Read 4 tweets
14 Oct
I have never told the story of the last day I was arrested by SARS.

It was by one Officer Wale in Oyingbo Market on Saturday October 3, 2009.

I spent some 7 hours behind the counter in the Ebute Metta station because I refused to unlock my laptop or write a statement. #EndSARS
I had just resumed work the day before, Oct 2, as a young corporate lawyer at G Elias & Co. So, Sat 3 was my second day of work.

I remember clearly because my first employment contract ran from Oct 1 2009, but Independence Day holiday meant I began work the next day instead.
I was a real radical looking type then: bushy afro hair, dirty jeans, and a laptop knapsack at a time when laptops were still rare personal items.

So, I was at Oyingbo Market waiting to take a bus to CMS when this guy approached me and asked to see my bag. I said, excuse me?
Read 10 tweets
1 Sep
Nigeria has an elitism problem. Our govt runs on the idea that ordinary citizens don't know anything an don't have to be involved in anything.

Hence our constitution review committees that sit in Abuja and ask for submissions instead of standing up and going around the country.
Compare Ghana's constitution review process in 2011: nine committee members got views and opinions of as many citizens as they could, including through town halls and social media.

Meanwhile, Ovie Omo-Agege sits in Abuja, running the agenda of the elite in the name of review.
I am tired of being excluded from decision-making that affects my life.

And NO, a person doesn't have to be a governor, a special assistant, or a legislator. You don't have to be a politician to participate in governance issues. The public has a right to political participation.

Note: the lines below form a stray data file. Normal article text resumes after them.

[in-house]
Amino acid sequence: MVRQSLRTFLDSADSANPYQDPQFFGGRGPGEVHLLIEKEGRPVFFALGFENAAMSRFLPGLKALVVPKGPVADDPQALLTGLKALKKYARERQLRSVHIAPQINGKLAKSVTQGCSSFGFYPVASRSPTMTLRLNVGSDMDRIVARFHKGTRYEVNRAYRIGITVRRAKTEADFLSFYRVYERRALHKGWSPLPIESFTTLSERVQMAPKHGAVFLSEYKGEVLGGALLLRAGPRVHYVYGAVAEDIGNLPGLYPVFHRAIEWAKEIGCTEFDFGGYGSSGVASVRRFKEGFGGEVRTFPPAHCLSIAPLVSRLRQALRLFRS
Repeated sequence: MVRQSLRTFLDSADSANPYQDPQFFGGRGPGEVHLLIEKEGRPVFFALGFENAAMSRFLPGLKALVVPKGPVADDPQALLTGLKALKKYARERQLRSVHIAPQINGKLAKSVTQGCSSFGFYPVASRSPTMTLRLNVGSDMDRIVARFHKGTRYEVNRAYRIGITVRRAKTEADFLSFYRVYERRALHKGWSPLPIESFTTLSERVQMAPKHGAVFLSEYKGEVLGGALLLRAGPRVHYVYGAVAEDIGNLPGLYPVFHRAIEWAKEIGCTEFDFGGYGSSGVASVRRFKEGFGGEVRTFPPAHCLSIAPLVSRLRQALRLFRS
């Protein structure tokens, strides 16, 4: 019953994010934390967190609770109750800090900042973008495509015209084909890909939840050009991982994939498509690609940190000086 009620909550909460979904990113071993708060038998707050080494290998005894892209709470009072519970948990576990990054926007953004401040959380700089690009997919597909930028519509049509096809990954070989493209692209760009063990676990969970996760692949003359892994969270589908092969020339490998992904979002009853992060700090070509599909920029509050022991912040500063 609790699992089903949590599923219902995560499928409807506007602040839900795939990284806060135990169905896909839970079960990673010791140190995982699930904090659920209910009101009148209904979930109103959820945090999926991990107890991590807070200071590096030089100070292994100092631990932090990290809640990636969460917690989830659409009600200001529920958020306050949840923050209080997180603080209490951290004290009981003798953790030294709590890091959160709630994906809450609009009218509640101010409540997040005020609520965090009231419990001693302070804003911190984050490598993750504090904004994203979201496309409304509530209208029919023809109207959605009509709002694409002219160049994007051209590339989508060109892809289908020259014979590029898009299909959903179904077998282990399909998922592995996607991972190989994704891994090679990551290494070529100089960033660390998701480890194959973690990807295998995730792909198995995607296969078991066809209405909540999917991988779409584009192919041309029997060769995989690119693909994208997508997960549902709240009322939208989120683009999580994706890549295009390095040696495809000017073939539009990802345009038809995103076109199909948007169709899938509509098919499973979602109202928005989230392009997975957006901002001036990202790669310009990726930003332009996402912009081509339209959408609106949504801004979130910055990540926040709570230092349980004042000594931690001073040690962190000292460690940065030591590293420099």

Read 6 tweets
13 Jul
The most difficult war the Nigerian people will fight will be the war of liberation from the political elite.

Because this war will not be one against foreign enemies, it will be a war against our friends, family, and neighbours who support a dysfunctional political system.
But it can be done. For those of us who already understand the necessity of this war, we must stand firm in our rejection of the current political order and constitution. Rejecting both APC and PDP and their elitism. And we must continue to educate more people to join our side.
We must make it clear to those still in the dark that Nigeria has been captured and carved up by an elite class that maintains the economy and the government for its own benefit. Tell them this political system is an oppressive one that has never and won't ever work for us.
Read 9 tweets
18 Jun
Again, what we call Nigerian democracy is, in reality, just a hierarchy of power and oppression.

Our rights and dignity are determined, not by our inherent identity as human beings, but by our status within this system of oppression that we call democracy. This is not normal.
Nigeria is not going anywhere until we address this pervasive inequality and tackle systems of power and oppression.

And the most effective way to do this is through a transformative constitution: one where the ordinary citizen has as equal protection under law as the president.
Corruption is not our biggest problem. Corruption exists because we refuse to address this issue of inequality.

Inequality between men and women; between govt and governed; between ethnicities; between rich and poor; between gay and straight.

Between celebs and the rest of us.
Read 4 tweets
12 Jun
On June 12, 1993, Nigerians voted for a man to be president in what was supposedly the last electoral act of a transition process that had started a few years earlier.

Unfortunately, the mandate was stolen and the elected man wasn’t sworn in as president. #DemocracyDay #June12
In fact, that transition process would drag on for another four bloody and dark years.

Today, as in previous years, some of us honour the memory of that stolen mandate and the collective strength of Nigerians in the journey that led to our present civilian government.
Activists talk about “protecting” your vote. But the voters of June 12, 1993 protected their votes the ultimate way—by taking to the streets and dying under Abacha's bullets via IBB's orders.

Today exists because the voters—and activists—of 1993 did not give up the fight.
Read 12 tweets